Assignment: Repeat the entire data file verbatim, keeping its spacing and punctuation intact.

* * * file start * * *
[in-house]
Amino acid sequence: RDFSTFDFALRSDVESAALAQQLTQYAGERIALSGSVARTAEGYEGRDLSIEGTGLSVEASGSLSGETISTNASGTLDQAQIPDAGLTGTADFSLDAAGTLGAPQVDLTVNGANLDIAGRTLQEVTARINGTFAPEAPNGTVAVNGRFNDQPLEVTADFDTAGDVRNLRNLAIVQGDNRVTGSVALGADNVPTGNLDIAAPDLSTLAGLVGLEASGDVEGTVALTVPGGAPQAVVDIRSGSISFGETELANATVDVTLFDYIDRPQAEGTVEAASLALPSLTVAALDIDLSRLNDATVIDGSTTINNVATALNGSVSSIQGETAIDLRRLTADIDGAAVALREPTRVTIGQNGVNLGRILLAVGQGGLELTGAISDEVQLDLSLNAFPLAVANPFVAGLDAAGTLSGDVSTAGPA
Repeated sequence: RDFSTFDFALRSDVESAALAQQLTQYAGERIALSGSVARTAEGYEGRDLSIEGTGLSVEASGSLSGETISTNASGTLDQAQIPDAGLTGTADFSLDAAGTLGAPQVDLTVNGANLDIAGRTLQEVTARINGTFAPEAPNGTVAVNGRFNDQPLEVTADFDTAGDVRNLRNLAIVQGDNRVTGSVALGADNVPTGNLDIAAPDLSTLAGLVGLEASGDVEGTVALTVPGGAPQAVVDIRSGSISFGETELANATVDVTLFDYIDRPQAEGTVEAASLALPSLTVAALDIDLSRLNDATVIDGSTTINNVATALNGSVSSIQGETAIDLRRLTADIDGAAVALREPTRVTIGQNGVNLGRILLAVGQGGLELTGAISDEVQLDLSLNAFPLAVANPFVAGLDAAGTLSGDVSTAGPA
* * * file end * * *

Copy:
[in-house]
Amino acid sequence: RDFSTFDFALRSDVESAALAQQLTQYAGERIALSGSVARTAEGYEGRDLSIEGTGLSVEASGSLSGETISTNASGTLDQAQIPDAGLTGTADFSLDAAGTLGAPQVDLTVNGANLDIAGRTLQEVTARINGTFAPEAPNGTVAVNGRFNDQPLEVTADFDTAGDVRNLRNLAIVQGDNRVTGSVALGADNVPTGNLDIAAPDLSTLAGLVGLEASGDVEGTVALTVPGGAPQAVVDIRSGSISFGETELANATVDVTLFDYIDRPQAEGTVEAASLALPSLTVAALDIDLSRLNDATVIDGSTTINNVATALNGSVSSIQGETAIDLRRLTADIDGAAVALREPTRVTIGQNGVNLGRILLAVGQGGLELTGAISDEVQLDLSLNAFPLAVANPFVAGLDAAGTLSGDVSTAGPA
Repeated sequence: RDFSTFDFALRSDVESAALAQQLTQYAGERIALSGSVARTAEGYEGRDLSIEGTGLSVEASGSLSGETISTNASGTLDQAQIPDAGLTGTADFSLDAAGTLGAPQVDLTVNGANLDIAGRTLQEVTARINGTFAPEAPNGTVAVNGRFNDQPLEVTADFDTAGDVRNLRNLAIVQGDNRVTGSVALGADNVPTGNLDIAAPDLSTLAGLVGLEASGDVEGTVALTVPGGAPQAVVDIRSGSISFGETELANATVDVTLFDYIDRPQAEGTVEAASLALPSLTVAALDIDLSRLNDATVIDGSTTINNVATALNGSVSSIQGETAIDLRRLTADIDGAAVALREPTRVTIGQNGVNLGRILLAVGQGGLELTGAISDEVQLDLSLNAFPLAVANPFVAGLDAAGTLSGDVSTAGPA